OPINION: Some of the capital city's movers and shakers complain it is just too tough to get a seat at a high-end restaurant right now.
Interestingly, a person I sit down with at a café to talk about this distinctly big-end-of-town issue tells me it has nothing to do with Wellington's council-sponsored food festival, Wellington On A Plate .
He doesn't even realise the festival has already been running for nearly two weeks. Instead, he points to another source of the problem: the Government's festival of restructures.
My contact pulls out his phone and scrolls through LinkedIn notifications showing all the jobs going up. There look to be at least 10 in the Department of Prime Minister and Cabinet tied up with the health reforms, along with a bottomless pit of job ads in other departments.
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All of which could explain why some cashed up patrons are finding it hard to get a seat at a restaurant and also why the staff serving them food are finding it difficult to find a house.
Every new day we hear of a new housing disaster in Wellington from a dungeon , to a shipping container and, most recently, the $400 per week for a room you have to share with your “work from home” landlord.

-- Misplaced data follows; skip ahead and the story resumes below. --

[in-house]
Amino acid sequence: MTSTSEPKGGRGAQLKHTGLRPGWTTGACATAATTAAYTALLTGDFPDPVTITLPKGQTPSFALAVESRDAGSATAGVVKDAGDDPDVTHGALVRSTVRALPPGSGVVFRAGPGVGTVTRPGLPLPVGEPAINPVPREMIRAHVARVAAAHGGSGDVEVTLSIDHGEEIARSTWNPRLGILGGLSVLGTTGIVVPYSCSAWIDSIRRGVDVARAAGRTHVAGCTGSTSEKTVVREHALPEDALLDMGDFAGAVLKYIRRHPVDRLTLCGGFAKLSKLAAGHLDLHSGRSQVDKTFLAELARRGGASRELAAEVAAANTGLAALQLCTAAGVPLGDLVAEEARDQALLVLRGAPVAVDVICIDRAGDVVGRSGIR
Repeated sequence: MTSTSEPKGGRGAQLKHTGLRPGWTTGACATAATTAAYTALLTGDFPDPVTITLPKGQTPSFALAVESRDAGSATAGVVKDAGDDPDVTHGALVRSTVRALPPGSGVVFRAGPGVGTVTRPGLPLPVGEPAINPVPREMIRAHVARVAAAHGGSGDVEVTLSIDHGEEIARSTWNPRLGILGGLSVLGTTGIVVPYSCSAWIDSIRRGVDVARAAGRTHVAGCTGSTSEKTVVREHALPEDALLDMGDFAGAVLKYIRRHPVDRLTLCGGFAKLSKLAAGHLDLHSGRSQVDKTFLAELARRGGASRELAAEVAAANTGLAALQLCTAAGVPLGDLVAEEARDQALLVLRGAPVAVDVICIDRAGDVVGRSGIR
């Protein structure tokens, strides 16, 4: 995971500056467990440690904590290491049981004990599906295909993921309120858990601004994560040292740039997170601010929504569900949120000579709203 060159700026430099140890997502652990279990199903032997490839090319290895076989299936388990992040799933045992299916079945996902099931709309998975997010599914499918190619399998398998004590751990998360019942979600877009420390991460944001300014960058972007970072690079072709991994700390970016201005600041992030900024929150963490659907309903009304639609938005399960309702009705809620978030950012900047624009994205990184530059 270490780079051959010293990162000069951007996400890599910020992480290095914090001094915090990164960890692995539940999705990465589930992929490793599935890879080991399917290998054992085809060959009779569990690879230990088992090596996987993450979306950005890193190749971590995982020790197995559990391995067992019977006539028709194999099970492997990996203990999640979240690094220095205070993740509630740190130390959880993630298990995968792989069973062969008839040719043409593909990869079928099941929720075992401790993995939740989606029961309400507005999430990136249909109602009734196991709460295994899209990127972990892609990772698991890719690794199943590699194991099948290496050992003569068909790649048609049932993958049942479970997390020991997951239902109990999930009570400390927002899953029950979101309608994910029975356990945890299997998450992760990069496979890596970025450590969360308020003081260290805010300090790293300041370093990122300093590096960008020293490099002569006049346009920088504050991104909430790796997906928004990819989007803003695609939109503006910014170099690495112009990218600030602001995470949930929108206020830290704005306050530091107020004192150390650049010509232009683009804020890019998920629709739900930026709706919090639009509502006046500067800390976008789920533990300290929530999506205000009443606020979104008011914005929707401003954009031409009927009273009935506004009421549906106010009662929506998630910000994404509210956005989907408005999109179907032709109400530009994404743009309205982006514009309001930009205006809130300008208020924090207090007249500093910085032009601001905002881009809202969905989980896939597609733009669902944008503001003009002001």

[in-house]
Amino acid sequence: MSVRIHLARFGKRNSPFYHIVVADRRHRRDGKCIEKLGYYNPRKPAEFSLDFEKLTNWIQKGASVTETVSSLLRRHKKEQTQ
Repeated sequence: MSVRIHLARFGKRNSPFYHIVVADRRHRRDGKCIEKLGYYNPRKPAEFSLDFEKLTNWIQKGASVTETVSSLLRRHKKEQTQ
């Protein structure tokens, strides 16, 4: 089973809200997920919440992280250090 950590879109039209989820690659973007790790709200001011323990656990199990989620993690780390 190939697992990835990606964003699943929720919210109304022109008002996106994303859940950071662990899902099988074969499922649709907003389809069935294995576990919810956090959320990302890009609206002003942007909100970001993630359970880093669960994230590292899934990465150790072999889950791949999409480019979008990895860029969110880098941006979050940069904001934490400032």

Wellington city just isn't building enough. Consenting may be at record highs all around the country, but the gains in Wellington city are minimal .
With housing stock so limited those vying for high-end properties end up competing for stock further down the property ladder, forcing people bidding for once-affordable rentals or houses into bidding for even more precarious properties.
This means those people getting salary bumps are competing for limited housing stock against the same waiters and chefs serving their food.
Faced with such a situation you might think a council would instinctively reach for the housing lever and pull it even harder.
However, as reported by Stuff last year, when the pandemic hit and the economy looked like it was going into meltdown Wellington City Council instead pulled the lever on an $8m events fund to revive it .
We shouldn't single out Wellington. The capital's city councillors are by no means the only ones to instinctively reach for the event-funding lever to generate economic activity.
Over time, local government-funded economic development agencies all over the country have been merged with others promoting destination marketing, all driven by the idea that economic development is synonymous with events, festivals, tourism and conventions.
It is part of the reason we suddenly have three world-class convention centres going up in the middle of a global pandemic, sucking up construction resources during a major housing crisis.
The language we use around housing at a local government level is vastly different to how we refer to the ephemeral economic boon we get from things like events.
People who come to cities for events are viewed as a major benefit, even though they too need costly pieces of infrastructure like stadiums and convention centres.